According to the Blackpool Bay Daily reporter, Mr. Humphrey had passed out at this point. He was found–bruised and unconscious, his rifle lying neatly next to him–the next morning by an old fisherman who had popped down to the docks to check his boat had survived the storm. The storm had blown out in the early hours of the morning and any trace or evidence as to Miss Daisy’s whereabouts and the mysterious group that had abducted her was long gone.
While Mr. Humphrey could not describe the strange group of people that had abducted Miss Daisy, he had gotten a single flash of the mishappen face of the one that had jumped on him. The official description per the police report describes this unnaturally strong man as “…having no face whatsoever but a warped, piscine horror of slime and tentacle covered with a black, wet robe. It was like a hellish, inky jellyfish had pulled itself together into the shape of a man with tentacles instead of limbs, and crawled onto land with the sole objective of abducting poor Miss Daisy before returning to whatever deep, dark crevice it had originally come from.“
No body was ever found of Miss Daisy nor washed up onshore. Likewise, no ransom demands ever surfaced. Of the strange, vile group that had abducted her, no other clues–save some strange, black, inky fluid left at the end of the pier; perhaps the poisoned, wicked blood of the creature that had gotten shot by Mr. Humphrey. There were not even whispers of any kind to indicate what, where and who they were or what their motives with Miss Daisy might have been.
When the police had searched Horatio’s old house, they found very little to substantiate anything. The house was filthy and acrid with the stench of dead fish throughout it. Strange, unnatural symbols were scrawled over its walls and on its floors, in what appeared to be dried blood and some black inky substance. There was a full bath run with heavily salted water in it, a small bottle of noxious, unidentified liquid was recovered from below the sink, and suggestive bloodstains and small bones had been found in the kitchen. Strange scales were scattered throughout the house as if some bizarre fish had been shedding them as it writhed through that dingy abode.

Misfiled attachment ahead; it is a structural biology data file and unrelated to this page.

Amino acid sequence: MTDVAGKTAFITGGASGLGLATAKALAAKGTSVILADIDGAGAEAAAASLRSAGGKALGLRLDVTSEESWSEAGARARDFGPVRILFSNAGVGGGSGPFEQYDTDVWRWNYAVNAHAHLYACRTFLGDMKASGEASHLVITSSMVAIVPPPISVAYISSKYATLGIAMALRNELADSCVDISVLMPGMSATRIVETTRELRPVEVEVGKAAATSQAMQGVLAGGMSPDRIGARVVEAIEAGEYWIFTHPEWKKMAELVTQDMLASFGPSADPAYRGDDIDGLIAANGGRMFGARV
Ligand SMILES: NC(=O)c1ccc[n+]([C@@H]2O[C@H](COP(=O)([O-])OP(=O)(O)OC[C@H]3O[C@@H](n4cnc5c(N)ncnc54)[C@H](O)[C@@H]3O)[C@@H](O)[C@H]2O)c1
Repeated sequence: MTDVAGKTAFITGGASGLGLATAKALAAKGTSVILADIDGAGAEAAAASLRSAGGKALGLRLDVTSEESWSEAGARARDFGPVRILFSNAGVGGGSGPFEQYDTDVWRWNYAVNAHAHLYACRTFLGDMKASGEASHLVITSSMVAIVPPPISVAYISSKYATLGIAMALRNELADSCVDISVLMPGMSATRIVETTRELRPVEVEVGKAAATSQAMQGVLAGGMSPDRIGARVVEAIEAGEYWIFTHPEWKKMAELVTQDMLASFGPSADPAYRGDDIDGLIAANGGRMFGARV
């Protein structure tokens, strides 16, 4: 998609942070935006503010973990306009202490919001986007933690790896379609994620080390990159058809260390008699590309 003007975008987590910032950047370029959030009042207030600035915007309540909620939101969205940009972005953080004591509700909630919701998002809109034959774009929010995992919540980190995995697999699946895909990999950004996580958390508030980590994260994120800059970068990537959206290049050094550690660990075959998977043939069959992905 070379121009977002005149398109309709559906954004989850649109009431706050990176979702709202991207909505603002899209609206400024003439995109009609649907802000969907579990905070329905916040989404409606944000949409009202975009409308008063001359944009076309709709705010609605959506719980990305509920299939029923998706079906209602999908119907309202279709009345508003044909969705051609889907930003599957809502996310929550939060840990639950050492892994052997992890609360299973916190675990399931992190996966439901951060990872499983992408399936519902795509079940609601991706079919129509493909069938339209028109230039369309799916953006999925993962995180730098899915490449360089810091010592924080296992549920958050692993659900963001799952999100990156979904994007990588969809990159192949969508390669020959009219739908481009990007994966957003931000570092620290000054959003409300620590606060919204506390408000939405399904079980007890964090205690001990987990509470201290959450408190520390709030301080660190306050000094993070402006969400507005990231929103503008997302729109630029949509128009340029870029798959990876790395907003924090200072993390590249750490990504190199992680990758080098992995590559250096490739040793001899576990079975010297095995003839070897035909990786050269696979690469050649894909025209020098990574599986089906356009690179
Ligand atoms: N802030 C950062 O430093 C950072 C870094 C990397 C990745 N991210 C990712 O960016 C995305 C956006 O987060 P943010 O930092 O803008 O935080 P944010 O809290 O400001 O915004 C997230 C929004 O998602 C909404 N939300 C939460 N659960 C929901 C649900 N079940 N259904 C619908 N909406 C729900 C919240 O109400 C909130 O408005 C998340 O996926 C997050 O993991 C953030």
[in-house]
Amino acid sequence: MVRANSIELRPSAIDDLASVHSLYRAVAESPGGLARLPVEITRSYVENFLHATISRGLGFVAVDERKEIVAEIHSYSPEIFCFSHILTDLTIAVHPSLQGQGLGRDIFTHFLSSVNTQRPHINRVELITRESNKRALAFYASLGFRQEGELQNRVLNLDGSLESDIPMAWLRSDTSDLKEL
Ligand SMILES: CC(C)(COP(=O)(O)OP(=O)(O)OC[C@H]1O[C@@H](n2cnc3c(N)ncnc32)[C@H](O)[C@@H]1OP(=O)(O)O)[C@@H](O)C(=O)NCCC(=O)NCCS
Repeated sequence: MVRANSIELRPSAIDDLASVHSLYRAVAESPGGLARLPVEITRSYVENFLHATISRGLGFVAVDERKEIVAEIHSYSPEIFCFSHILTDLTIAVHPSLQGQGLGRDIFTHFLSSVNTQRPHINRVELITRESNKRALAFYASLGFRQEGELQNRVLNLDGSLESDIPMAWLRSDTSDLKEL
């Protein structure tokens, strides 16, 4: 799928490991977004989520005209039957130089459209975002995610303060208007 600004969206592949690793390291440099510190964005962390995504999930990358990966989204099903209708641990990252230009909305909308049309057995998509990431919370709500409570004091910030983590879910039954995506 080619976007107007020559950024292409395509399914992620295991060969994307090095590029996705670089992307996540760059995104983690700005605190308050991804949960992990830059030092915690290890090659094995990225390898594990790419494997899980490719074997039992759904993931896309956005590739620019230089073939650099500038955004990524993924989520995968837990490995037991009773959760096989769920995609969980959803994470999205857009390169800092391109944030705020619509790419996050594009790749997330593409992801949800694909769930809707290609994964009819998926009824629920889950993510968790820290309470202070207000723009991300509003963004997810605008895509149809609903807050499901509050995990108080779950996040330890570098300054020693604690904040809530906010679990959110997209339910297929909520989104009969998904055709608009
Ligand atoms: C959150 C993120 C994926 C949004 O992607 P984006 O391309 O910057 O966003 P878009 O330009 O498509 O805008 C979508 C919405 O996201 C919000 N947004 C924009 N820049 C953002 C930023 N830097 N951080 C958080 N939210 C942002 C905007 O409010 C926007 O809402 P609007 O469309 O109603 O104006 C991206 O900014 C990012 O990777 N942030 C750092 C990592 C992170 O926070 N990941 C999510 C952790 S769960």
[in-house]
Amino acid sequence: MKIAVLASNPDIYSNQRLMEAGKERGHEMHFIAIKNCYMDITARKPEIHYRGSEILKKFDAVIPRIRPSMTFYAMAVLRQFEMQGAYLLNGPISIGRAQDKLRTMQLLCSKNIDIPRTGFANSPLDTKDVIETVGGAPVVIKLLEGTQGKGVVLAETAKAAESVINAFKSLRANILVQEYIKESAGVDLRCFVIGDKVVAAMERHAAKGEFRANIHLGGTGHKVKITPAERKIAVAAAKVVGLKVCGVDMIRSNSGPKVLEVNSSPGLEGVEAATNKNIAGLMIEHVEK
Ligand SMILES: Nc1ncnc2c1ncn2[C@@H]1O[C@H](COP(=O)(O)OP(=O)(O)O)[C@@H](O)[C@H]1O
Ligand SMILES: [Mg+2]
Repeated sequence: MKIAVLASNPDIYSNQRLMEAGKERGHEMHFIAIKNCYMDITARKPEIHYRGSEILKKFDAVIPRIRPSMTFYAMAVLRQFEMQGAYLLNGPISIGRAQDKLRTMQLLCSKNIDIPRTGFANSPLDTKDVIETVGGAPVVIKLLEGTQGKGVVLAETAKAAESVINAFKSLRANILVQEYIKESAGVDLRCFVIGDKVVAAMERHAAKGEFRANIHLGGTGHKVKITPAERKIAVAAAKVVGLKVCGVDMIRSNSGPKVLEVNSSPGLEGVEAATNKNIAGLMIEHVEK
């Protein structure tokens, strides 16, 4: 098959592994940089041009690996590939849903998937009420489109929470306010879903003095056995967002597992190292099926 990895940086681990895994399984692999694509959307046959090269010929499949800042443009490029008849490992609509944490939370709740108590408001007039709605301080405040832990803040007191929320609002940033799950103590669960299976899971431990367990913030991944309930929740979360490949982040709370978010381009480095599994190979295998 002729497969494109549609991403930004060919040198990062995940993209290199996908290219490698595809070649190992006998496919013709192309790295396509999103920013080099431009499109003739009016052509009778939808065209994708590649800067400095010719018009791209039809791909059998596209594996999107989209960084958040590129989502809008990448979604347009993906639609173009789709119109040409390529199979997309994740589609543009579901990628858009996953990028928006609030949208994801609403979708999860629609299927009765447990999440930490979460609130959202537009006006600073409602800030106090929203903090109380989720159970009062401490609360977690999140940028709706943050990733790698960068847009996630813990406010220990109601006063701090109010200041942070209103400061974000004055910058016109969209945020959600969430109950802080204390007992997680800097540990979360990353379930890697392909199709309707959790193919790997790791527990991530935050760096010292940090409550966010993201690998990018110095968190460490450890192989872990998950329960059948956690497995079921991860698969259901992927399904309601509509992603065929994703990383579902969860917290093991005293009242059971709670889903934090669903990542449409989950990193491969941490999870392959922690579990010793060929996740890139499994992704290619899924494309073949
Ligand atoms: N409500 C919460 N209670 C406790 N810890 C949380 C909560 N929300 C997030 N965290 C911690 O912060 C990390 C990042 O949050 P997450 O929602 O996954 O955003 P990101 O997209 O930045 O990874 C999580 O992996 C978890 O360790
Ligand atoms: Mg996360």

Beyond this, the rest is a mystery. Pets stopped disappearing, the strange plague that had made so many in town sick dissipated and Blackpool Bay slowly went back to its normal, sleepy activity. The sole exception to this was old Horatio’s house, which stood empty and uncared for until it eventually burnt down late one night in a mysterious fire.
What terrifies me is not the events in the tale of Miss Daisy, but what they corroborate across a number of other seemingly unrelated stories, folktales and dark legends. As a collector of oddities and bizarre tales, I have stumbled across a range of references to an ancient civilization from a lost age.
This forgotten civilization was plumbing the depths of hidden knowledge and occult sciences when mankind was still sleeping naked in caves. And, in these dark alcoves of knowledge, the race had itself become twisted and mishappen until some horrendous, unnamed event had torn through their civilization and seen the very ocean rise up against them and swallow their cities whole.
But, it is said, some of these dark, twisted creatures still live in down there. Submerged at the bottom of the ocean and shrouded in the blackest waters, these dark, twisted immortals continue seeking out their arcane, heinous knowledge. Devoted to their vile pursuits, they quietly await the day when they can rise from the depths and retake the world from the ignorant, warm-blooded mammals that now laze around on top of it.
Beyond just dark tales, Miss Daisy–or, more specifically, what appears to have abducted or reclaimed her–is the best and closest evidence I have that these demons in the deep do in fact exist. The black inky blood left on the pier, the bizarre evidence and writings of occult nature left in old Horatio’s house and, importantly, Mr. Humphrey’s confused and crazed account of that night all point to a single, horrific conclusion: this lost civilization with its twisted practitioners of the dark arts does in fact exist and, very occasionally, creeps out from under the ocean and into our innocent and clueless world.
My research in Blackpool Bay completed and my worst fears confirmed, I returned the papers to the Old Museum’s archives that very night. I checked out of the Grand Hotel thereafter, cancelled my shipping ticket and decided to rather catch a taxi through the old, winding road around the mountains and inland.
I will never again be setting foot near the ocean, nor–in particular–Blackpool Bay. I cannot stress enough that neither should you. Please allow the bizarre tale of ‘Miss Daisy of Blackpool Bay‘ to serve as a stark warning that there are many mysteries in this world that have not been pierced by the keen light of science and reason.
Despite our blissful ignorance of these things–long may it last!–ignorance cannot actually keep us safe, just happy. Someday the horror that hides at the bottom of the ocean will come creeping out and we will pay for our arrogance in thinking that we rule this very old and mysterious planet.